The present invention is a SONET/SDH universal framer (SURF) that interfaces at one communication port using SONET/SDH frames and interfaces with other communication services at other ports using the native data format of the service. In order to support the multiple communication ports a provisioning register is used to flexibly store provisioning information that describes the communication system and communication ports by describing the type of SONET/SDH frames expected, the types of services supported and the number of data streams of each service type. To process the multitude of SONET/SDH data formats and the Service data formats, byte engines are introduced whereby information is processed a byte at a time and intermediate processing states are restored, processed, and saved when it is necessary to preserve the state such as when changing to process a different data stream or a different frame of data, The SONET/SDH byte engine processes complex hierarchical SONET/SDH frames using the provisioning information describing the communication system and knowing the construction of the complex hierarchical SONET/SDH frames. Generally, intermediate states of the SONET/SDH byte engine are restored, processed, and saved when changing to process a different SONET/SDH frame of data. A service byte engine, comprising a plurality of simpler byte engines, is provided to process the multitude of Service data formats. Generally, when the service byte engine changes to process a different stream of the same Service data format, the intermediate states of that service byte engine are restored, processed, and saved, otherwise, the intermediate states are restored, processed, and saved when a different frame of data is processed. An elastic storage means, a memory, is used to allow the SONET/SDH byte engine and the Service byte engine to operate independent of one another in an asynchronous mode. The SONET/SDH byte engine stores information into the elastic storage means so that the Service byte engine can start processing it for transmission to the services. The Service byte engine stores information received from the services into the elastic storage means so that the SONET/SDH byte engine can start processing it for transmission out to the SONET/SDH supported communication system.

It is an object of the present invention to provide a single flexible device for the support of multiple services for SONET/SDH communication systems.

Another object of the present invention is to provide a flexible method of mapping multimedia services into SONET/SDH streams.

A still further object of the present invention is to eliminate the need for inflexible fixed bandwidth mappers and demappers of SONET/SDH communication systems thereby lowering the costs of such communication systems.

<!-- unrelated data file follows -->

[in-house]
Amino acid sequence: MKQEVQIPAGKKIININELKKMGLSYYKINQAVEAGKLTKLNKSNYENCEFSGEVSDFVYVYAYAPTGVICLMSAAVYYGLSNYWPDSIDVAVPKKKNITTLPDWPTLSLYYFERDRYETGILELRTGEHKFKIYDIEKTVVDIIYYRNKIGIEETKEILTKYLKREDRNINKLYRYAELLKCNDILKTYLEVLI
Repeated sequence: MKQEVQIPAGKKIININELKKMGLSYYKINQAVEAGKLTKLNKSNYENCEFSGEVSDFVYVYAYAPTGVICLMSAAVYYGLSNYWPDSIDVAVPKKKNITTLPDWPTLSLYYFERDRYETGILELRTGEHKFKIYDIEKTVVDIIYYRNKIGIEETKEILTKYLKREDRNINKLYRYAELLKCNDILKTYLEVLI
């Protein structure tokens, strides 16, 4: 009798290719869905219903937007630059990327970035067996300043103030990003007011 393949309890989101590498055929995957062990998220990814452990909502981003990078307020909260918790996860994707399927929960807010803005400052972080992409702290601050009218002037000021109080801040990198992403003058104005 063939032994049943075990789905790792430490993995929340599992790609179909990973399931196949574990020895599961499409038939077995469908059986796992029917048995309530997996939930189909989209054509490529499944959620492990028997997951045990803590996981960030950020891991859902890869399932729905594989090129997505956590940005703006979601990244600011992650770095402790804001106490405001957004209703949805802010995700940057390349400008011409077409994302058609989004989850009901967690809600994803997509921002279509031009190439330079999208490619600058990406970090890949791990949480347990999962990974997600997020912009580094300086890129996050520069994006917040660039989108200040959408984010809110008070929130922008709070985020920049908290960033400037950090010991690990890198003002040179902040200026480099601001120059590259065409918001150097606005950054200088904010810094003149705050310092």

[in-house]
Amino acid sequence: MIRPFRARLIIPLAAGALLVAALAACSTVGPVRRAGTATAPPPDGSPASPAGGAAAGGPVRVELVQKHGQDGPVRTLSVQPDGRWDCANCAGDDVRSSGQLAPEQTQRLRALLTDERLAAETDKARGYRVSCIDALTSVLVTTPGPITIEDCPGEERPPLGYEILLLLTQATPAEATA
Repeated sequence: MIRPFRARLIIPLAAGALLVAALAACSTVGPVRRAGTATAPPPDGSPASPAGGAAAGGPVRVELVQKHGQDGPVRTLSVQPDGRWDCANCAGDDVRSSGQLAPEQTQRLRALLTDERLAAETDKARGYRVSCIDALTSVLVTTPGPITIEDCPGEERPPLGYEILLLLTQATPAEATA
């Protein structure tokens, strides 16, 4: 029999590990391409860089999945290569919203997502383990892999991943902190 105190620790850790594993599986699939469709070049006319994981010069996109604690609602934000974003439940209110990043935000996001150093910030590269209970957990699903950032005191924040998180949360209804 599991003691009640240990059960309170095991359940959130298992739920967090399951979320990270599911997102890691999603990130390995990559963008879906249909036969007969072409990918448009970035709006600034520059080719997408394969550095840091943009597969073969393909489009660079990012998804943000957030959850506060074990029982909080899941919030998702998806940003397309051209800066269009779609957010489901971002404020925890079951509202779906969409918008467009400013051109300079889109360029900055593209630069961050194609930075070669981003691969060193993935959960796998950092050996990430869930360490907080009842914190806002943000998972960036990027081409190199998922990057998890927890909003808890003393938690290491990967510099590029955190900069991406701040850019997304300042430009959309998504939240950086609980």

A still further object of the present invention is to provide a provisioning mechanism that allows for the bandwidth to be varied dynamically for each desired service and thereby altered by software means.

A still further object of the present invention is to provide a unified piece of hardware for processing SONET/SDH frames a byte at a time.

BRIEF DESCRIPTIONS OF THE DRAWINGS

FIG. 1A is a prior art diagram of the SONET STS-1 frame structure.

FIG. 1B is a prior art diagram of the SONET STS-N frame structure.

FIG. 1C is a prior art block diagram of a SONET/SDH communication system.

FIG. 2 is an exemplary diagram of provisioning the SONET/SDH bandwidth for the present invention.

FIG. 3 is a block diagram of a SONET/SDH communication system utilizing the present invention.

FIG. 4A is a block diagram of the SONET/SDH universal framer (SURF) of the present invention.

FIG. 4B is a block diagram of a generic byte engine of the present invention.

FIG. 4C is a flow chart of the steps for processing an array of data by a processing stage of the generic byte engine of FIG. 4B.

FIG. 5 is a block diagram of the SONET/SDH transmit and receive byte engines of the present invention.

FIG. 6A is a block diagram of the services receive and transmit byte engines of the present invention for telecom services.

FIG. 6B is a block diagram of the services receive and transmit byte engines of the present invention for ATM Cell services.

FIG. 6C is a block diagram of the services receive and transmit byte engines of the present invention for Packet services.

FIG. 6D is a block diagram of the services receive and transmit byte engines of the present invention for DS3 services.

FIG. 6E is a block diagram of the services receive and transmit byte engines of the present invention for other services of various data types.